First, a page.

Faq's

Assignment

FAQs for Assignment

Should I issue multiple ISRCs for a single track (e.g. due to a change in ownership)?
Can I assign ISRCs for recordings owned by others?
What if a recording has more than one copyright owner? Who should apply?
Can I assign ISRCs to previously released material e.g. on a CD that has already been mastered without including the ISRCs?
Can I assign ISRCs to recordings that I have licensed?
Do I need separate ISRC Registrant Codes for video and audio?
When do changes in a recording merit a new ISRC?

FAQs for Assignment

Q. Should I issue multiple ISRCs for a single track (e.g. due to a change in ownership)?

No. An ISRC should uniquely identify the recording to which it was assigned, and changes in ownership should not affect a recording's ISRC.

If you now have your own Registrant Code but have in the past obtained ISRCs through third parties, you do not need to re-issue ISRCs for these recordings.

Q. Can I assign ISRCs for recordings owned by others?

If you are registered as a Recording Owner, ISRCs should only be assigned to recordings that you own. There are separate provisions available for assigning ISRCs for others. The information on Registrant Types can be found here. If you feel that you have applied for the wrong type of Registrant Code, please contact us: isrc@riaa.com.

Q. What if a recording has more than one copyright owner? Who should apply?

The owners can designate one of the copyright owners to assign ISRCs for recordings whose rights are shared.

Q. Can I assign ISRCs to previously released material e.g. on a CD that has already been mastered without including the ISRCs?

Yes. Assign ISRCs to your previously mastered recordings and maintain a good record of the assignments. If you ever re-master, your ISRCs can be included at that time.

Q. Can I assign ISRCs to recordings that I have licensed?

We have a provision that allows you to assign ISRCs to recordings that you have licensed, provided that a) ISRCs have not already been assigned; and b) the licensor, which is the entity responsible for assigning the codes, is either unable or unwilling to do so.

If you believe this applies, please contact: isrc@riaa.com.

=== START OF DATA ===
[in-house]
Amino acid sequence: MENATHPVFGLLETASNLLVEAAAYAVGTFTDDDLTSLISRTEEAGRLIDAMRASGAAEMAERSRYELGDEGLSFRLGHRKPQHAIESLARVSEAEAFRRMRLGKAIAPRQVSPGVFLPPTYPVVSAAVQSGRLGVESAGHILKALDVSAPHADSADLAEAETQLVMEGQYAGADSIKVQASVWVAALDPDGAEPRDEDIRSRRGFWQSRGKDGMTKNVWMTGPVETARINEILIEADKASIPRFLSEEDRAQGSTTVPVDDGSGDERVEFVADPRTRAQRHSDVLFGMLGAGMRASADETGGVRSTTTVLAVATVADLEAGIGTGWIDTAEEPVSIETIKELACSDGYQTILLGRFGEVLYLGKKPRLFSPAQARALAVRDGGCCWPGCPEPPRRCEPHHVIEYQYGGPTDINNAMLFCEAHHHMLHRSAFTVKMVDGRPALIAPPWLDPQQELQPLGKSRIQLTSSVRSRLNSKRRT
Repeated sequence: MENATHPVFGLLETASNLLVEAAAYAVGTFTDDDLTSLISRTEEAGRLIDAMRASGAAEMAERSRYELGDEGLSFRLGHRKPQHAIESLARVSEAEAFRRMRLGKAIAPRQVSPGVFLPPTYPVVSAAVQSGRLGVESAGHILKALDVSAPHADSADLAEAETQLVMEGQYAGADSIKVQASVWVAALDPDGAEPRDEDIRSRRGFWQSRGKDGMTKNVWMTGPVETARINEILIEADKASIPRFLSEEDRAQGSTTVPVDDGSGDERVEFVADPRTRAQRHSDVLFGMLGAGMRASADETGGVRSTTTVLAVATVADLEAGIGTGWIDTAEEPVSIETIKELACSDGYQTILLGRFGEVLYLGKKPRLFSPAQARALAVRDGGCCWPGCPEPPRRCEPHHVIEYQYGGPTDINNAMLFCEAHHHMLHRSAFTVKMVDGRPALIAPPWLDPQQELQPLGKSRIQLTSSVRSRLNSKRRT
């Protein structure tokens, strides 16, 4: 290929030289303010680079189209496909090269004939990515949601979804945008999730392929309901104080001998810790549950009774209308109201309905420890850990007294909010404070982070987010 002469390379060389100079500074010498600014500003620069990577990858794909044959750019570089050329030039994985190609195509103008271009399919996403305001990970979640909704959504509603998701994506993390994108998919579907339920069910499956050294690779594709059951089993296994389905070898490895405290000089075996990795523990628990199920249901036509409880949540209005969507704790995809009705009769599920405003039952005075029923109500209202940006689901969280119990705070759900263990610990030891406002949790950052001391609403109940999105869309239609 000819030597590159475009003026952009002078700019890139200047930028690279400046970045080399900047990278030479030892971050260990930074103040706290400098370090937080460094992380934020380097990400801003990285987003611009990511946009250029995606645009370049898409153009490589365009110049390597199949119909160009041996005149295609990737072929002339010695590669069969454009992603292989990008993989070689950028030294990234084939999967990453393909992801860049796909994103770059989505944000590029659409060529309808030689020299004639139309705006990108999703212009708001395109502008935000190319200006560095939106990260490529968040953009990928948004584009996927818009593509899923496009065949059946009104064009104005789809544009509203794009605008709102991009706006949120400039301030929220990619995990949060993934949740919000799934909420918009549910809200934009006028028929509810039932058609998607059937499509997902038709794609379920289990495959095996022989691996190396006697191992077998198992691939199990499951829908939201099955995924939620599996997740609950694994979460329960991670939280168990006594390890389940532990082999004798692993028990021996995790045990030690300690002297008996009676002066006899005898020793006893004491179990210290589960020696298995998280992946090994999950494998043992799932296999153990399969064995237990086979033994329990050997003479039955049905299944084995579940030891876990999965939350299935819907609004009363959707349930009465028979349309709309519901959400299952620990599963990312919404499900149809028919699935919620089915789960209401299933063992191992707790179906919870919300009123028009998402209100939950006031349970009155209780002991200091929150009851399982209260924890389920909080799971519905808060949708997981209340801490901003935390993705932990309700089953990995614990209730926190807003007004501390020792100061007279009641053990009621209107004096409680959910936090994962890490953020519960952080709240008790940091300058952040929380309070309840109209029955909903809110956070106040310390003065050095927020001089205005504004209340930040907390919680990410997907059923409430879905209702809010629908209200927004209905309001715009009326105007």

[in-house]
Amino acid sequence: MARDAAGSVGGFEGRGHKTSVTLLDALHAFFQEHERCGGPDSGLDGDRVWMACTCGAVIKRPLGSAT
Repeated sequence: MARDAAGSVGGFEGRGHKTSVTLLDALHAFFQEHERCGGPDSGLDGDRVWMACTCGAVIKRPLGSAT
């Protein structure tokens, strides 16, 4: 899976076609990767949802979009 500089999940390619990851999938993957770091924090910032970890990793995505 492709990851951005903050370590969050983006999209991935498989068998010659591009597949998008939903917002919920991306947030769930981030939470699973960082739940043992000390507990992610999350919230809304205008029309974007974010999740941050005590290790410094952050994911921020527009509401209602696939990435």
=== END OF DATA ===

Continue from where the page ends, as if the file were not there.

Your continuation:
Q. Do I need separate ISRC Registrant Codes for video and audio?

The same Registrant Code can be used to assign ISRCs for audio and video recordings. We recommend the use of a "9" at the beginning of the designation code to assist in distinguishing between audio and video recordings.

If you were assigned the country code US:

For audio recordings, the string of digits and letters could be: US-_ _ _-17-00001 through US-_ _ _-17-89999

For video recordings, the string of digits and letters could be: US-_ _ _-17-90000 through US-_ _ _-17-99999

If you were assigned the country code QM:

For audio recordings, the string of digits and letters could be: QM-_ _ _-17-00001 through QM-_ _ _-17-89999

For video recordings, the string of digits and letters could be: QM-_ _ _-17-90000 through QM-_ _ _-17-99999

If you were assigned the country code QZ:

For audio recordings, the string of digits and letters could be: QZ-_ _ _-17-00001 through QZ-_ _ _-17-89999

For video recordings, the string of digits and letters could be: QZ-_ _ _-17-90000 through QZ-_ _ _-17-99999

Q. When do changes in a recording merit a new ISRC?

A new ISRC must be issued when:

  • A sound recording is re-mixed or edited.
  • If a new fade changes the length of a track by more than 10 seconds.
  • Edits that change the length of a sound recording by more than 10 seconds (playing time is measured from the first recorded modulation to the last recorded modulation).
  • A previously released sound recording is partially used as part of a compilation.
  • A 'full restoration' of a historical recording is performed by re-mastering, re-pitching, re-equalizing, de-noising or de-clicking a sound recording to meet contemporary quality standards. The registrant of the recording has discretion when making the determination between full re-mastering (sound restoration) and simple re-mastering (reproduction without sound restoration).

For a complete description of situations that require a new ISRC, please consult the most recent ISRC Handbook - available at http://www.ifpi.org/content/library/isrc_handbook.pdf.

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